Weekly Feature



2018-07-11 / Sports

South girls hoops’ Dolan earns Bee’s Coach of the Year honor

PATRICK NAGY
Sports Reporter


Williamsville South’s Kristen Dolan, left, discusses strategy with her players during a timeout at the overall Section VI Class A girls basketball final. Dolan — the 2017-18 Amherst Bee Coach of the Year — has helped transform the Lady Billies into one of the elite girls basketball programs in the state. 
Photo by Kathleen KramerPurchase color photos at www.BeeNews.com Williamsville South’s Kristen Dolan, left, discusses strategy with her players during a timeout at the overall Section VI Class A girls basketball final. Dolan — the 2017-18 Amherst Bee Coach of the Year — has helped transform the Lady Billies into one of the elite girls basketball programs in the state. Photo by Kathleen KramerPurchase color photos at www.BeeNews.com Kristen Dolan’s passion for basketball is infectious and her love of teaching the sport has helped transform Williamsville South into one of the elite girls basketball programs in the state.

Since

Dolan

— the

Amherst

Bee

2017-18

Coach of the Year — took over the coaching reins in the 2012-13 season, Williamsville South has posted a 108-32 record and won the past four ECIC Division II titles and the past five Section VI Class A-1 championships.

The only other girls basketball team in section history to win five consecutive section titles is Grand Island, which accomplished the feat in A-1 from 2009 to 2013. Those teams were coached by Jen Banker, who now coaches the Daemen College women’s basketball team.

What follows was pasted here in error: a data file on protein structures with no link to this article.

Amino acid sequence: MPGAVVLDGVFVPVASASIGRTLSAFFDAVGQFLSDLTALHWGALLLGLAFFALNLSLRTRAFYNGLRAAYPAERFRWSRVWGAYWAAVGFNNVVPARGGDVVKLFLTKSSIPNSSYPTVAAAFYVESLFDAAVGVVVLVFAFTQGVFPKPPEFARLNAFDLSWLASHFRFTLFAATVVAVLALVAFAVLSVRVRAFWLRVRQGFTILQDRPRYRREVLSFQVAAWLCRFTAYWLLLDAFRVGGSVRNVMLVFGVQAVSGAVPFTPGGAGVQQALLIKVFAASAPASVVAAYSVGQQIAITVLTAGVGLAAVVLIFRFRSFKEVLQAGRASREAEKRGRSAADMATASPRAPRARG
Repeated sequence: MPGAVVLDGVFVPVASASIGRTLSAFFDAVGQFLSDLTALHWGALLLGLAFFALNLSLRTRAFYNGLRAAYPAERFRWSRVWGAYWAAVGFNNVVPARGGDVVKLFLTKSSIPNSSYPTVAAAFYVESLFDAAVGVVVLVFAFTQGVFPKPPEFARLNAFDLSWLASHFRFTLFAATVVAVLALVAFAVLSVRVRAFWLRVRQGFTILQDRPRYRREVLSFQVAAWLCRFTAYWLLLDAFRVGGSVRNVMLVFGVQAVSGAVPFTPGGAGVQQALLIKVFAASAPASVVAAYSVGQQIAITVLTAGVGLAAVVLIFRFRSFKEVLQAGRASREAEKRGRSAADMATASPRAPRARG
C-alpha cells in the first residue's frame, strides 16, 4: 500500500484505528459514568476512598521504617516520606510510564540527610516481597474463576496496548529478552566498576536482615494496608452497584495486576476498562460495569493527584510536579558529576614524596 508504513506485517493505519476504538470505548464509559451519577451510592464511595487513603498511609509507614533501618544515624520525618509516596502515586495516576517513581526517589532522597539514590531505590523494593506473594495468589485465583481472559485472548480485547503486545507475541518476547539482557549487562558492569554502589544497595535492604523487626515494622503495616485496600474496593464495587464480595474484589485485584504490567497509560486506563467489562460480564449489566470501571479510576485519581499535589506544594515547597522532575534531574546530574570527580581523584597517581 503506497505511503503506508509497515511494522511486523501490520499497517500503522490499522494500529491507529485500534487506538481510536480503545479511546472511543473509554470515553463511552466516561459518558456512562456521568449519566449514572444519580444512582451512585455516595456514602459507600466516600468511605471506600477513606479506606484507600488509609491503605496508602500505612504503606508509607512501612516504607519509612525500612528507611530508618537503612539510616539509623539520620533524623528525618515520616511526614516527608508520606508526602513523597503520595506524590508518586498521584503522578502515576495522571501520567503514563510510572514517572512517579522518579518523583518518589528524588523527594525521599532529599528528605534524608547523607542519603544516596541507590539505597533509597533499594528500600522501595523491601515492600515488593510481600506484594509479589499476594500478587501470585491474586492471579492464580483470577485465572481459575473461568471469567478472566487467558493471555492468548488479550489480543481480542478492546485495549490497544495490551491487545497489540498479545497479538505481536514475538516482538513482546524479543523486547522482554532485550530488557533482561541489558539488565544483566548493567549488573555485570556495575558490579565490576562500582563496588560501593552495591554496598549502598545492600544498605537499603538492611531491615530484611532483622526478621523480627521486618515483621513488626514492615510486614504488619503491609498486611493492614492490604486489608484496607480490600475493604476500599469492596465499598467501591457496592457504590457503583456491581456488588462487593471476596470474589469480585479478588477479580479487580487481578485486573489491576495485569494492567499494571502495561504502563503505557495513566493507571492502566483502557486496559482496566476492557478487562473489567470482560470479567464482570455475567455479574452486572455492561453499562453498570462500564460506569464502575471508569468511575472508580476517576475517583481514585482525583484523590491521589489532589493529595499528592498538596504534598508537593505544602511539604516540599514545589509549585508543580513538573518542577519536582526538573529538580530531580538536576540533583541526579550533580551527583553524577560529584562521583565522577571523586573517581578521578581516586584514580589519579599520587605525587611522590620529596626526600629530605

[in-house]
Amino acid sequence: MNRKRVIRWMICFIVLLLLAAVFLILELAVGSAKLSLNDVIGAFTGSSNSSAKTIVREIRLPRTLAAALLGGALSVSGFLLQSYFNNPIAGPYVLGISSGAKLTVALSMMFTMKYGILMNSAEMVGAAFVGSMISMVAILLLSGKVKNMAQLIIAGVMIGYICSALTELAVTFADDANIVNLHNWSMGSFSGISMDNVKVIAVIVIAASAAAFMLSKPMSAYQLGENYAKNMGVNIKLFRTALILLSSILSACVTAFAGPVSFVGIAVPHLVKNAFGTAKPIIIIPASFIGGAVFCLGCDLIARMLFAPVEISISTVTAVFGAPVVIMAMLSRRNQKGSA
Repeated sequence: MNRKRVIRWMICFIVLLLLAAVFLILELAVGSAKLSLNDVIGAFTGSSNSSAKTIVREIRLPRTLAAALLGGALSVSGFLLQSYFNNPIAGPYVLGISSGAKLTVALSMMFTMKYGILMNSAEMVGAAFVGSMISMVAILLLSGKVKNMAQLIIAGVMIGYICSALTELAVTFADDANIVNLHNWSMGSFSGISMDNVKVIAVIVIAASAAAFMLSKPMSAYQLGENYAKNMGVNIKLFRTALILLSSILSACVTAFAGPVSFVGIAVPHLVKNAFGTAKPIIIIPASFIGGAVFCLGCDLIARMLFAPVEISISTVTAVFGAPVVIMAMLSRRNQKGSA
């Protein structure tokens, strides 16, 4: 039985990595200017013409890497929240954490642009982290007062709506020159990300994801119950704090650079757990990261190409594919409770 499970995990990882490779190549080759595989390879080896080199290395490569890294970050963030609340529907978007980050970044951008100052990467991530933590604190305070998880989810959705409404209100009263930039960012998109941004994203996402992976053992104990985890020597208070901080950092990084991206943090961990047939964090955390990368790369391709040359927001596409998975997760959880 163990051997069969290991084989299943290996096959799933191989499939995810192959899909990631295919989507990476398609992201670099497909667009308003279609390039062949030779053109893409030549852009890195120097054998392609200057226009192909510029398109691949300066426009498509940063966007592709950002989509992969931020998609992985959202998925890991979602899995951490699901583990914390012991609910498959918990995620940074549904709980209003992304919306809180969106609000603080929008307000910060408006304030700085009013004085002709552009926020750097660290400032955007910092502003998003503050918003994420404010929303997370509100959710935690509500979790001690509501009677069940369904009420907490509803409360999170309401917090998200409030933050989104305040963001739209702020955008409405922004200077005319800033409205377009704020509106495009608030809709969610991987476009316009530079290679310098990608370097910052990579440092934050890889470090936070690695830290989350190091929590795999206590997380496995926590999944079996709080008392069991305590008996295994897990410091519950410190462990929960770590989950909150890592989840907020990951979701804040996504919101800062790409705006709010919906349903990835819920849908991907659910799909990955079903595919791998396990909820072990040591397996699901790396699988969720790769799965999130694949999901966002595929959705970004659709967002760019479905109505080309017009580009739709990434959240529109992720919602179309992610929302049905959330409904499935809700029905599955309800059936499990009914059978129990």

South also won the Class A state title in 2015. The Lady Billies reached the state semifinals this past year and finished with a 19-6 record.

“I’m just trying to do my job,” Dolan said. “I like to teach the game.”

Dolan cannot build a successful program on her own. She said she has been blessed with amazing talent and special young ladies, along with great parents and families, and a supportive school administration and staff.

Dolan also credited assistant coaches Mike Del Valle and Jackie Rojas for their help this year, and lauded former assistant coaches Marybeth Nugent and Christine Wing, as well as numerous other JV coaches, for their help in previous years.

“You want to surround yourself with some of the best minds and have a different approach,” Dolan said. “Any coach will tell you that you want to have a difference of opinion sometimes and be open minded. We would not be where we are today without the talent, but also without my staff.”

Dolan loves teaching basketball fundamentals and enjoys seeing the individual growth of her players and when the team displays their collective talents on the court.

“The girls don’t talk about individual achievement,” Dolan said. “They sacrifice a lot for the team. They are more worried about winning and playing together than the individual accolades.”

Dolan said she wants her players to “enjoy the journey.”

“Life is too fast and you have to enjoy the friendships, being together as a team and having fun,” Dolan said. “We expect to get better every day. We have values and beliefs that we talk about, like effort and attitude. They understand a ‘what can I do for the team mentality?’ and that is important.”

Dolan’s players are not strangers to each other outside of the high school season. She said there is a lot of team bonding in the offseason, whether they are meeting for a voluntary workout at the high school, Garrison Park, Brierhurst Park or Forest Elementary School, participating in a summer league at the Clearfield Recreation Center, or attending team camps.